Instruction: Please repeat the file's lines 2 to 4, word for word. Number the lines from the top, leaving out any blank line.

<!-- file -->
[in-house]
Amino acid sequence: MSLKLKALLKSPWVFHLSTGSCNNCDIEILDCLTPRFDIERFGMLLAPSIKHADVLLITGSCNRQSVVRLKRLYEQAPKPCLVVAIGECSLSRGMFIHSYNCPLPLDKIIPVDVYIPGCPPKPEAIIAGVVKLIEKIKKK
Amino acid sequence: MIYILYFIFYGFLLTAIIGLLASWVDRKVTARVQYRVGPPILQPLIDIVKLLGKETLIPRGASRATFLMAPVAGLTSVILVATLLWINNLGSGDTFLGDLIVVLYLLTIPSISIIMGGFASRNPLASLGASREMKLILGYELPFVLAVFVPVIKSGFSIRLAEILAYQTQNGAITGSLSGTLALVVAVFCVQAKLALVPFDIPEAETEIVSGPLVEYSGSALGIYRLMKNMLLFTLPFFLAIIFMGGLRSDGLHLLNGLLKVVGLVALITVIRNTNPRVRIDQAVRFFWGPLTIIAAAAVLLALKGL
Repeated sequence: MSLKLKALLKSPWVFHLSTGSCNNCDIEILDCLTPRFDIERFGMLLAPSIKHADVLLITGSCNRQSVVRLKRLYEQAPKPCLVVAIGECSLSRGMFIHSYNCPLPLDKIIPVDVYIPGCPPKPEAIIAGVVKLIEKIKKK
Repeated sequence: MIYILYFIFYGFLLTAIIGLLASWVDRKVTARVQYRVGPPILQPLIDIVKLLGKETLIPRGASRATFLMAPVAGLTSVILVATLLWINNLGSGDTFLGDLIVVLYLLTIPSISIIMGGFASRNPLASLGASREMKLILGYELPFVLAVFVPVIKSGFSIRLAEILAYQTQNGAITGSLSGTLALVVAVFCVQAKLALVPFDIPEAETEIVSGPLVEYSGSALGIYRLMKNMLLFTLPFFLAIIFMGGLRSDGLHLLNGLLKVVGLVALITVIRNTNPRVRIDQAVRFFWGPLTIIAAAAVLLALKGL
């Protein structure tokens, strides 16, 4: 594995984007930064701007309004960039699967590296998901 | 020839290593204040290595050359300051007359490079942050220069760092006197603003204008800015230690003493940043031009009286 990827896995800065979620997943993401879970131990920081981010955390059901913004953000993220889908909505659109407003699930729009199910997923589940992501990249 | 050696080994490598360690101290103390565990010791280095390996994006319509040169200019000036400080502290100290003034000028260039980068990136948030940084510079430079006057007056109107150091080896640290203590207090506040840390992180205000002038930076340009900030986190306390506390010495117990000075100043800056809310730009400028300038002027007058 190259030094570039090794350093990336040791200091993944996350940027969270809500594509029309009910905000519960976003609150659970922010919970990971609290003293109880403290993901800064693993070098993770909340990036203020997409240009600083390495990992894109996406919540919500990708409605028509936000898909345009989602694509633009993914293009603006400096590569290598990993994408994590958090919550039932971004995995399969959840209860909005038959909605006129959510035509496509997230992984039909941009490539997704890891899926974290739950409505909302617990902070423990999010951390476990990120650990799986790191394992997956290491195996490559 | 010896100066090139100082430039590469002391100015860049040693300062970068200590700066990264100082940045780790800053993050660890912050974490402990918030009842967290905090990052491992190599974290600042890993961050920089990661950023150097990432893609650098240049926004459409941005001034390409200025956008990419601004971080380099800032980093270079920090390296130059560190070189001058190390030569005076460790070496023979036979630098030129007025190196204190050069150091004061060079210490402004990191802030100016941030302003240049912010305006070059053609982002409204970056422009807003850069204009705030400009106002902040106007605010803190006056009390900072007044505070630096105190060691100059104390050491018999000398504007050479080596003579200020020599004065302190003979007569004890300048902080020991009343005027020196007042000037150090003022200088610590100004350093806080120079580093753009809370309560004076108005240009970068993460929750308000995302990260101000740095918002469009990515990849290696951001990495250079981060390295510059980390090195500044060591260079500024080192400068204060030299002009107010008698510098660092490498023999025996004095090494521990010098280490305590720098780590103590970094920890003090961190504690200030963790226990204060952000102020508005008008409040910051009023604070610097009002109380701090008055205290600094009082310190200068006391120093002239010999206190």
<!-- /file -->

Amino acid sequence: MSLKLKALLKSPWVFHLSTGSCNNCDIEILDCLTPRFDIERFGMLLAPSIKHADVLLITGSCNRQSVVRLKRLYEQAPKPCLVVAIGECSLSRGMFIHSYNCPLPLDKIIPVDVYIPGCPPKPEAIIAGVVKLIEKIKKK
Amino acid sequence: MIYILYFIFYGFLLTAIIGLLASWVDRKVTARVQYRVGPPILQPLIDIVKLLGKETLIPRGASRATFLMAPVAGLTSVILVATLLWINNLGSGDTFLGDLIVVLYLLTIPSISIIMGGFASRNPLASLGASREMKLILGYELPFVLAVFVPVIKSGFSIRLAEILAYQTQNGAITGSLSGTLALVVAVFCVQAKLALVPFDIPEAETEIVSGPLVEYSGSALGIYRLMKNMLLFTLPFFLAIIFMGGLRSDGLHLLNGLLKVVGLVALITVIRNTNPRVRIDQAVRFFWGPLTIIAAAAVLLALKGL
Repeated sequence: MSLKLKALLKSPWVFHLSTGSCNNCDIEILDCLTPRFDIERFGMLLAPSIKHADVLLITGSCNRQSVVRLKRLYEQAPKPCLVVAIGECSLSRGMFIHSYNCPLPLDKIIPVDVYIPGCPPKPEAIIAGVVKLIEKIKKK